• Drew

      It’s because when he pushes the cylinder closed he doesnt lock it in by turning the cylinder left

    • mec

      Yes. same situation. It works fine dry function but apparently recoil disarticulates the oddball ratchet mechanism. I found this failure to rotate on one sample but two others did not have the problem.

  • Jim Fisher

    Unless you are a gunsmith you can’t strip it to completely clean and service it. You can clean the barrel and cylinder but can’t remove the cylinder to clean the rod that it spins on. Mine is fouled on that rod and has to go to S&W for factory repair.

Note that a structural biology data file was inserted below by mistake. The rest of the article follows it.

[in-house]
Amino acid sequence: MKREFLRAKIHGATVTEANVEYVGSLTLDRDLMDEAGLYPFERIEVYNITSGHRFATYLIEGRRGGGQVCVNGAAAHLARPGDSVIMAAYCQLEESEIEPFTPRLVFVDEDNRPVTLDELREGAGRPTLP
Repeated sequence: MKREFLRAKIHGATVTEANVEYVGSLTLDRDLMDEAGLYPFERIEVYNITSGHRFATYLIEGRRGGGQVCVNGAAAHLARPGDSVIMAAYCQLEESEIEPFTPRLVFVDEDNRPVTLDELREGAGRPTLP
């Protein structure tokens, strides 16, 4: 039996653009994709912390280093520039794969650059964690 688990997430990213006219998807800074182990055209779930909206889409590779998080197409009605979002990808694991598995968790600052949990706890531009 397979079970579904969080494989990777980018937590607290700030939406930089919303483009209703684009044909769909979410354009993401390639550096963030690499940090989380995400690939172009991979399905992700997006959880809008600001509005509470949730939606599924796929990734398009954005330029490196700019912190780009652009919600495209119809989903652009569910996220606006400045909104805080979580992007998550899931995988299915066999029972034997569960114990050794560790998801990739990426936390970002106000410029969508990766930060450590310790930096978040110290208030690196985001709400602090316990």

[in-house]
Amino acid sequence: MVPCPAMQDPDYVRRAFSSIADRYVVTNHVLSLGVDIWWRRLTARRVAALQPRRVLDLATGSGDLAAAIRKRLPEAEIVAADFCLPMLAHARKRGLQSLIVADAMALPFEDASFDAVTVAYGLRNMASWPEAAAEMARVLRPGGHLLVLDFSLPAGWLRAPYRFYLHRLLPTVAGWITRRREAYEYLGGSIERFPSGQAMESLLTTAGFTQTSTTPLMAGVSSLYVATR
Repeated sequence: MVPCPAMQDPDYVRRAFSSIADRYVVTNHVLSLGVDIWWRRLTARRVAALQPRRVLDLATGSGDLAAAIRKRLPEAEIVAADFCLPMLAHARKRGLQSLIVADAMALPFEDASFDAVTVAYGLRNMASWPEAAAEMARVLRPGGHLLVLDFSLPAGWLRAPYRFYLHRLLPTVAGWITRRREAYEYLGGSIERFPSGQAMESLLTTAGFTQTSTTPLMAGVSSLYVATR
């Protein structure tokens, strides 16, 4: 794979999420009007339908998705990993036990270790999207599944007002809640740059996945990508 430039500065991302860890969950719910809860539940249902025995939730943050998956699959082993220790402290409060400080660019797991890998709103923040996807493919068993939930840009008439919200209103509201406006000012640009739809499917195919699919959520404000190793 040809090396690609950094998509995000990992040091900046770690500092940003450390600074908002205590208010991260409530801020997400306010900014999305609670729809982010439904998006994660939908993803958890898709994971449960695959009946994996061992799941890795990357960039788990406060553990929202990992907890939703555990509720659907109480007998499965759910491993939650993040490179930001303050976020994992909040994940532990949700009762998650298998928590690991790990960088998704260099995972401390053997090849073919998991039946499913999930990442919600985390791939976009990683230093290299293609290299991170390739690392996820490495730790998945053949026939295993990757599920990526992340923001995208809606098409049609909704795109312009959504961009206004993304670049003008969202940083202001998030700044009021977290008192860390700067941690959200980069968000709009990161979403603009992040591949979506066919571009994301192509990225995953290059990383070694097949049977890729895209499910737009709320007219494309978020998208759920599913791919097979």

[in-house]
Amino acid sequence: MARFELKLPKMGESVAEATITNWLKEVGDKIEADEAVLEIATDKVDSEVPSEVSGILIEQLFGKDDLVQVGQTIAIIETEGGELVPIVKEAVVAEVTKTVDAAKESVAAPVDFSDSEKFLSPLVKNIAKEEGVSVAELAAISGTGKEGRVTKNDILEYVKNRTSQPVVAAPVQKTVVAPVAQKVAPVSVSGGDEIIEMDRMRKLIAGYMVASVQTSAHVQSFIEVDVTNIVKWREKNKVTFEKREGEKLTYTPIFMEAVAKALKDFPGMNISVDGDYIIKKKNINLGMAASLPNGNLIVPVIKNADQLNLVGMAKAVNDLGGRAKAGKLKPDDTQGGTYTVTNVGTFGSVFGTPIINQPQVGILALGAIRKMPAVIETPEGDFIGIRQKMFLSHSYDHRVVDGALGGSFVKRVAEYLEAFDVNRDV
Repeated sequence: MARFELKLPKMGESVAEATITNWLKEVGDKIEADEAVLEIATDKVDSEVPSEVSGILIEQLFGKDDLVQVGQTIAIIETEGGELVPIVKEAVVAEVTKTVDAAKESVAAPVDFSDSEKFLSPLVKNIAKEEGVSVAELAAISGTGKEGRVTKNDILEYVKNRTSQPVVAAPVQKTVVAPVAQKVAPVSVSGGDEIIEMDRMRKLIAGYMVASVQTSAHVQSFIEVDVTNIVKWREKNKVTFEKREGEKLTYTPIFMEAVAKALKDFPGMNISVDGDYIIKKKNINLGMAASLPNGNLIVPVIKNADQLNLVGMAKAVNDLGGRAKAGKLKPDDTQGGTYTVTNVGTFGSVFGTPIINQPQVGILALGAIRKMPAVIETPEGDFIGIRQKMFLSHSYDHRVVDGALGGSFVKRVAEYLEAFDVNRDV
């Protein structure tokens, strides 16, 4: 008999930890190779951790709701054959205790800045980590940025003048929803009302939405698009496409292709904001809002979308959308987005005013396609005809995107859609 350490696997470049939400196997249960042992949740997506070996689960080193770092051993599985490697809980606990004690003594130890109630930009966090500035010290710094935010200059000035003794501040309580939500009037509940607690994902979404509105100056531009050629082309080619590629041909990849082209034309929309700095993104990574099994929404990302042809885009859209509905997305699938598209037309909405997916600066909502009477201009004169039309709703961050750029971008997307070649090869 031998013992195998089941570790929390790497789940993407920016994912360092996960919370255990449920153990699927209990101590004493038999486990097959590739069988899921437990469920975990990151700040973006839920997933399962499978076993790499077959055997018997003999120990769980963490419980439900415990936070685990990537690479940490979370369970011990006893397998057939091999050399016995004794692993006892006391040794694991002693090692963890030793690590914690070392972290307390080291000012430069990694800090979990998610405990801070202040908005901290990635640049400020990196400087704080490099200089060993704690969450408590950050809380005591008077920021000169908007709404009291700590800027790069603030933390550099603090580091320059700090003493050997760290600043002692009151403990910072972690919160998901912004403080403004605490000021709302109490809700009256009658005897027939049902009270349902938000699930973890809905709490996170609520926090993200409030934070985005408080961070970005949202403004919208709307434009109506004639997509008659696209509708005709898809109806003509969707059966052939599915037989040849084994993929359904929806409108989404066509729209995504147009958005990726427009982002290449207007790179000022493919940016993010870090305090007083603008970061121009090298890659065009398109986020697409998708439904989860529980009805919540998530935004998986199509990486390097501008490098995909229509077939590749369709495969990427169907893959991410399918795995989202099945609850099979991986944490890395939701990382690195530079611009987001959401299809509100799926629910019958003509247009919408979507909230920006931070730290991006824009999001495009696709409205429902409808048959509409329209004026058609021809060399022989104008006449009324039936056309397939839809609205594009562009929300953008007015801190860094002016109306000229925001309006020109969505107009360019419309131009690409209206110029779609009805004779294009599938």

• obie moore

    i bought a s&w bodyguard j frame it will shoot once the next round
    won,t the chamber won,t open s&w sent it back same problem

  • obie moore

    i bought a s&w the chamber on bodyguard 38 crimson sight after firing once the chamber won,t open

  • rjf415

    The S&W Bodyguard is more reaction than innovation–if you want the real deal then get a Ruger LCR.

  • obie moore

    i bought 38 s&w bodyguard with crimes sight the cylinder won,t open after the first shot has anyone had the same problem second time have sent it back

  • Lani

    I have Bodyguard and need an extended rubber grip. Any idea when the grip manufacturers might come out with alternatives for this hangun?

    • Richard


      As a brand new model, I don’t know how many of the normal aftermarket grip manufacturers are already producing replacements for the Bodyguard. You may want to start with Hogue ( ), and see what they have to offer.


  • MRO